I remember buying my first bottle of Yvresse on a sunny day in the early summer, not long after it was (re)launched under this name. I was vaguely aware of the issues surrounding the original name, Champagne, and the fact YSL was forced to make the change, but I didn't really care. My goal was to find a happy perfume and that was exactly what I got.
It was sometimes around 1994, I think, and fruity was not yet a dirty word. Perfumes from big fashion houses could still be exciting and really good. Yvresse seemed to be all that. A happy, sunshiny little thing that wasn't too silly and had a substantial base under an opening full of peach and nectarines and something that felt like a frothy Bellini. The thing is that Yvresse is sweet. Very sweet, actually, and on a wrong weather/skin chemistry day the peach-rose syrup takes over so completely I probably owe an apology to all the people who had the displeasure to share an elevator with me during the summer of 1994 or 1995.
The base is all oakmoss, wood and patchouli, and can smell like a very full-bodied chypre once you get there. But the sweetness and all that happy-sunshiny-bubbly character mask it quite well. There's nothing moody or broody in Yvresse, and it's so easy going it feels like the vacation I always wanted but never had the chance to take. The kind that is all beaches and cabana boys during the day and long steamy nights in slinky little dresses after dark. In essence, utterly not me.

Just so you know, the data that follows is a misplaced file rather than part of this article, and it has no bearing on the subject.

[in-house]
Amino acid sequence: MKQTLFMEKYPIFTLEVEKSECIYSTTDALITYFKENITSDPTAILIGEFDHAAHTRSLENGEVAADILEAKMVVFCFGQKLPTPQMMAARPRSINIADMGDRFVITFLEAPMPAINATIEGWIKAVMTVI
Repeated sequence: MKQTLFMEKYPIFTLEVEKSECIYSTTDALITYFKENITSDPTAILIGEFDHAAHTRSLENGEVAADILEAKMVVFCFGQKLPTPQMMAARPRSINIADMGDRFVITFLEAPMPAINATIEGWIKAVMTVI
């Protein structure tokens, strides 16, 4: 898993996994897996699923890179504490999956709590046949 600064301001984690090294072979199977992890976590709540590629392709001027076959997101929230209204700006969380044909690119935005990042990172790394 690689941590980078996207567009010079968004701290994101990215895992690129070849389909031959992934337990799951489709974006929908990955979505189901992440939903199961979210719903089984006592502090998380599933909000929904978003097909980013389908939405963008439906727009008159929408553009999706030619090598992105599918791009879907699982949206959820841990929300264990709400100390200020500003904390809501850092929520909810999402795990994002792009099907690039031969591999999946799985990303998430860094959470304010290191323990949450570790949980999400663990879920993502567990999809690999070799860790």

I still liked it quite a bit and eventually finished the bottle after five years or so. I never repurchased until recently, when I started missing it. There's not enough oakmoss in our lives these days. I actually found a couple of bottles of the original Champagne, both in EDT and parfum. It was my first experience with the extrait (no longer in production, of course), and it's as lovely as you would expect. There's something dry and spicy in the opening, a little less Club Med, if you will. The development is pretty similar in both concentrations, but I think I'm getting to the drydown a bit quicker in the parfum. I doubt Yvresse (or Champagne) would satisfy a serious oakmoss craving, because for most of us it's a lot more about green or leather chypres and this Yves Saint Laurent perfume is closer to the house's Paris than it is Mitsouko or Femme de Rochas. On bad days the sweetness is more in the realms of Tresor and sends me scrubbing- not surprisingly, consider the perfumer of both (and also of Paris) is Sophia Grojsman and her signature is quite evident.
On good days it's a happy perfume that's easy to wear without feeling it's a dumbed down scent.
Yvress is available from most official YSL distributors, online and in stores as well as from the usual and unusual discounters, usually for under $50. The current bottles are the 2oz and 4.2oz EDT. Any other sizes are older stock, which might not be a bad idea, considering the oakmoss restrictions. I have no idea if, when or how much Yvress has changed over the years.
Original Champagne ads: couleurparfum.com